“Freedom is the capacity to pause in the face of stimuli from many directions at once and, in this pause, to throw one’s weight toward this response rather than that one.”
“Everything can be taken from a man,” the great Austrian psychiatrist and Holocaust survivor Viktor Frankl wrote in his timeless treatise on the human search for meaning, “but one thing: the last of the human freedoms — to choose one’s attitude in any given set of circumstances, to choose one’s own way.” A generation later, James Baldwin examined how we imprison ourselves and asserted: “Freedom is not something that anybody can be given; freedom is something people take and people are as free as they want to be.”
These are discomfiting sentiments, for they annihilate the protective possibility for self-victimization and place the responsibility for freedom squarely on our own shoulders — a responsibility whose first demand is that we learn to want to be free.
How to do that is what the existential psychologist Rollo May (April 21, 1909–October 22, 1994) explores in his 1981 book Freedom and Destiny (public library) — the source of his insight into the constructive side of despair and the psychology of joy.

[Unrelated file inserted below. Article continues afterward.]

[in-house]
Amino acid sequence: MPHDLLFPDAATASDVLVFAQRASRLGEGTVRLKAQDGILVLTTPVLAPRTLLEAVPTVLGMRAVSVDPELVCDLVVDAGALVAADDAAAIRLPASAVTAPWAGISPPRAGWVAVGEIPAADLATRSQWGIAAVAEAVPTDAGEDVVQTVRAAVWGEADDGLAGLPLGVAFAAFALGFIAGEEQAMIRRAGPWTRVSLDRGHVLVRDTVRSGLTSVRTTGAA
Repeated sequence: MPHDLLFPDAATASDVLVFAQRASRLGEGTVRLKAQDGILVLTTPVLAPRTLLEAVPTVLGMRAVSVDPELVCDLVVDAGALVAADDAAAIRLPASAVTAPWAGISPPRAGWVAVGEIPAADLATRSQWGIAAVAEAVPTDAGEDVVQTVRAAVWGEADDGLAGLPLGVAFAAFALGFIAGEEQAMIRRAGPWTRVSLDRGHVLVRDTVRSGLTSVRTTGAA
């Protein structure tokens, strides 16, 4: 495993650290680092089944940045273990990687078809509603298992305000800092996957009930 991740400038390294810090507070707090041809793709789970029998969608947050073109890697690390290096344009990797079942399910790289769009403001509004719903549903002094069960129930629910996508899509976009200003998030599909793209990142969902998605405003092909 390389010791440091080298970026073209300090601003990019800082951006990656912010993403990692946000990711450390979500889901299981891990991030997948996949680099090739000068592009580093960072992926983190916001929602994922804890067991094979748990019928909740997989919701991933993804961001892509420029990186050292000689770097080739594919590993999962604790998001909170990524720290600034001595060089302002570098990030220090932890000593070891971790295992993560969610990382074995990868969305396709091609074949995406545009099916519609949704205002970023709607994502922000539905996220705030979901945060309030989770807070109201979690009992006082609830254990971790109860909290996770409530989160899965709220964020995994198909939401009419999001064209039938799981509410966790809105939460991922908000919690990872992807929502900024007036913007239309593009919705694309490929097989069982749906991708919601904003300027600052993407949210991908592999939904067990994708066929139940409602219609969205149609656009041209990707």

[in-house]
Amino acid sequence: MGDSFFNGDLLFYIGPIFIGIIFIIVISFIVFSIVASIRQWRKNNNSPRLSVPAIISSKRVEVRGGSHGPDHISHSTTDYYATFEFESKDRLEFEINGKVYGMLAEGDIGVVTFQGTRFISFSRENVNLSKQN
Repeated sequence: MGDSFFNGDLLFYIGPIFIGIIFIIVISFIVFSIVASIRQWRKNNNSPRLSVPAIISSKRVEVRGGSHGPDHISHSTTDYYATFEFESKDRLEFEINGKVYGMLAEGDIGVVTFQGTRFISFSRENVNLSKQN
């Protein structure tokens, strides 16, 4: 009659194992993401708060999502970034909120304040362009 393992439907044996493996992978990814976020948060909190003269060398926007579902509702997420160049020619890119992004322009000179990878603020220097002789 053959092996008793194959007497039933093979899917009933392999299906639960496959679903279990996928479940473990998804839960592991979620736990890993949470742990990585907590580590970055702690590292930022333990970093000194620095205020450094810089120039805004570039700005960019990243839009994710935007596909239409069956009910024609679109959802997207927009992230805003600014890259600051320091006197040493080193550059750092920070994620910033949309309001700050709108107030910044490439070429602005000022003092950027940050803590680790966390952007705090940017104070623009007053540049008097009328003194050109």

In his definition of freedom, May outlines the single most important internal discipline by which we attain self-liberation:
Freedom is the capacity to pause in the face of stimuli from many directions at once and, in this pause, to throw one’s weight toward this response rather than that one.
Decades later, the English psychoanalyst Adam Phillips would complement this notion with his kindred case for the paradoxical value of our unlived lives, suggesting that contentment — which is a supreme species of freedom — lies largely in the acceptance of missing out, of tuning out most of the stimuli with which life bombards us. May considers this existential aspect of the pause beyond its practical utility in the immediacy of the moment:
The pause is especially important for the freedom of being, what I have called essential freedom. For it is in the pause that we experience the context out of which freedom comes. In the pause we wonder, reflect, sense awe, and conceive of eternity. The pause is when we open ourselves for the moment to the concepts of both freedom and destiny.
Complement Freedom and Destiny with Simone de Beauvoir on what freedom really means and the great Buddhist teacher D.T. Suzuki on the Zen path to freedom, then revisit May on how to move through times of radical transition.
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